Crown counsel cross-examined Cheyenne Learn on Thursday in Cranbrook Supreme Court following testimony in his defence of the shooting death of Tammy Ellis in 2007.
Learn testified his version of the events leading up to the shooting on Wednesday, while crown counsel Lianna Swanson got the chance to challenge that evidence in front of Justice Dev Dley.
Learn was convicted of second-degree murder in 2009, but the decision was overturned on appeal in 2013 and he was awarded a new trial.
Learn insisted he can’t recall certain parts of the incident on the night of the shooting on Dec. 17, 2007. Swanson made a number of suggestions in an attempt to pin down the reasoning behind some of his decisions, but Learn said his memory through the night was spotty because of intoxication.
Learn said he couldn’t remember entering the residence of the event, but remembers being inside at one point. He also testified he didn’t recall loading the gun, pointing the gun, pulling the trigger, or leaving.
He testified his next memory was laying on a road with his bicycle on one side and the gun — a sawed-off shotgun — on the other side. He said he didn’t realize he was on a bridge overrunning a creek, and that he couldn’t say why he tossed it away.
Swanson opened her cross-examination by referring to the transcript from the first trial and pointing out inconsistencies in that testimony and the one he delivered on Wednesday.
Right before the shooting, Learn testified Ellis had come outside the house and yelled at him for five minutes, insulting him and making derogatory remarks about his intimacy issues with his ex-girlfriend.
Learn said he had trouble hearing Ellis, and it was like she was speaking in a tunnel. He later testified that his vision was like a grey haze when he was inside the house directly before the shooting. Swanson questioned those specific details, noting he didn’t mention them during his first trial.
The weapon itself — originally a shotgun rifle — was sold many years ago, but Learn happened to reacquire it in it’s sawed-off state with the intention of restoring it.
Though he had other rifles stored at his parents’ home, the shotgun was stored in an old army box in his trailer in four parts that required assembly in order to fire properly.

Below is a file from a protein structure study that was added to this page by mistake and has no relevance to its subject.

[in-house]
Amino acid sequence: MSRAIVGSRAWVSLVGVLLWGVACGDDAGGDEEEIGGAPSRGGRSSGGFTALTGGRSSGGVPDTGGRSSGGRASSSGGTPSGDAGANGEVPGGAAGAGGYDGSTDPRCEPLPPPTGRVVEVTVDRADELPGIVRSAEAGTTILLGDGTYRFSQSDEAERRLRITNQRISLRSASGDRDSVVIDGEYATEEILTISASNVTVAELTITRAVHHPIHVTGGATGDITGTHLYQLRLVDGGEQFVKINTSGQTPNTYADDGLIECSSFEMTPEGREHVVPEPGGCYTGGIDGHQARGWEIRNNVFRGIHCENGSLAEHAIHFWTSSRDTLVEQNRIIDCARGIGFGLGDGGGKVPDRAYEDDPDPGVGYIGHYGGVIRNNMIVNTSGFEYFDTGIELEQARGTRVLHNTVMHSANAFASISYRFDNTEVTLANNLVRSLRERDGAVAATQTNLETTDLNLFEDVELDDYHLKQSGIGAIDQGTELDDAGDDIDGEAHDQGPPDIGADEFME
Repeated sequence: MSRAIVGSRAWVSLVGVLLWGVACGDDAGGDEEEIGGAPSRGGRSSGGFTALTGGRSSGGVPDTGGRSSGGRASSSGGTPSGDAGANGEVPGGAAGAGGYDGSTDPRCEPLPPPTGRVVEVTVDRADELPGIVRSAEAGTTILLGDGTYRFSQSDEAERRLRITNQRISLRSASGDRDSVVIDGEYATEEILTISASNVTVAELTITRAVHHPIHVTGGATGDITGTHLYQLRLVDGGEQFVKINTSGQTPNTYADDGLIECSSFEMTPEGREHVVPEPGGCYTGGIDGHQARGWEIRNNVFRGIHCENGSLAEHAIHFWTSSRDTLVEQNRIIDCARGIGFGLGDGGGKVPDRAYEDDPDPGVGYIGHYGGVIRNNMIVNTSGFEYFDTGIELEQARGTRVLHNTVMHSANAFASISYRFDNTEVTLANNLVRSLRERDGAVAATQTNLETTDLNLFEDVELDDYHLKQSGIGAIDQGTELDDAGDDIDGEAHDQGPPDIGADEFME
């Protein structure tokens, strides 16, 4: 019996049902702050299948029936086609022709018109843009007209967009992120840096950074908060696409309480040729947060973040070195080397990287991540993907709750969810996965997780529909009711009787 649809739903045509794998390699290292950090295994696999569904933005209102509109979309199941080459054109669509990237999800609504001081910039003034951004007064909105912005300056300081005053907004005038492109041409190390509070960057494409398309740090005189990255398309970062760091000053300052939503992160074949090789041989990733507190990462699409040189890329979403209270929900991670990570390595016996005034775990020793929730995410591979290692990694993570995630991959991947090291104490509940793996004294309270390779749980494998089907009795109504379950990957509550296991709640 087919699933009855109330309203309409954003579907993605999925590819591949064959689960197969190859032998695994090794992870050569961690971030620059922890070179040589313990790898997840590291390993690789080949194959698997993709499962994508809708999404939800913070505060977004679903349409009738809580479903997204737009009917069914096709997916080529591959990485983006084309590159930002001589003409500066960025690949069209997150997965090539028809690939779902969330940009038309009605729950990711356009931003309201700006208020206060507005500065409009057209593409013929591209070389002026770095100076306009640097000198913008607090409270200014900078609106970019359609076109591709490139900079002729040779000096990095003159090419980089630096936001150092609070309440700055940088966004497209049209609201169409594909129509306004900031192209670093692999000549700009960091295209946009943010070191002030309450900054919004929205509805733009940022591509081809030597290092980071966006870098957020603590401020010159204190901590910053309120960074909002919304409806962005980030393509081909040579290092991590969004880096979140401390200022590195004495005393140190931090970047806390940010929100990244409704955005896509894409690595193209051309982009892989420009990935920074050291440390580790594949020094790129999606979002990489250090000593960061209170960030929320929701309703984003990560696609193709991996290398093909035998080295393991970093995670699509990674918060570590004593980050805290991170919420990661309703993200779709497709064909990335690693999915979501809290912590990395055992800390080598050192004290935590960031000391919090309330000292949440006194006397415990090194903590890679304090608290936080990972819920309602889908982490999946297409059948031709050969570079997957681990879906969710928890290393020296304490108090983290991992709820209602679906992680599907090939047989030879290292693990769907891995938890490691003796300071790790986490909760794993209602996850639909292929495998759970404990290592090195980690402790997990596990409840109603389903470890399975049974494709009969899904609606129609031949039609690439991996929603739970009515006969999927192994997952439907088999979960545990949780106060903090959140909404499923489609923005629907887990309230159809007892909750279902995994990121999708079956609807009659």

Learn testified that he had brought it out five days before the shooting with the intent of showing it to his ex-girlfriend, who was dealing cocaine at the time and wanted a firearm for protection.
He also testified that he had never put it together at any point in the time he owned it, or even checked to see if it would fire properly.
In terms of intoxication, Learn testified he had three coolers and was mixing rum from a 375-ml bottle into a two-litre seven per cent bottle of a different kind of cooler at his trailer the night of the incident.
He had testified that he was trying to get clean and had abstained from drugs and alcohol for a few days prior, but said he relapsed on that particular night. Swanson challenged that testimony by saying he was drinking because his ex-girlfriend broke up with him.
His ex-girlfriend, who will be referred to as B.L. as her identity is protected by a publication ban — was over at a friends house where she was staying temporarily with Ellis.
He said he made the decision to leave his trailer and go over to the house because he was concerned about B.L.’s cocaine trafficking and drug use, and wanted to disable her vehicle with the shotgun, using three shot shells — one with birdshot and two slugs, which he doesn’t recall taking from the storage box.
Swanson questioned his level of intoxication based on the co-ordination it takes to ride a bicycle for approximately three kilometres to the residence.
She also challenged his reasoning, noting that if he wanted to disable B.L.’s vehicle, he could’ve slashed the tires, put sugar in the gas tank or smashed a window.
She also challenged the effectiveness of disabling an engine with a shotgun shell containing birdshot without having access inside the vehicle to pop the hood.
Defence counsel had a brief re-examination, establishing that he had previously testified in his appeal that he began feeling the affects of the alcohol he was drinking earlier in the evening.
Crown and defence counsel will make their final submissions on Friday.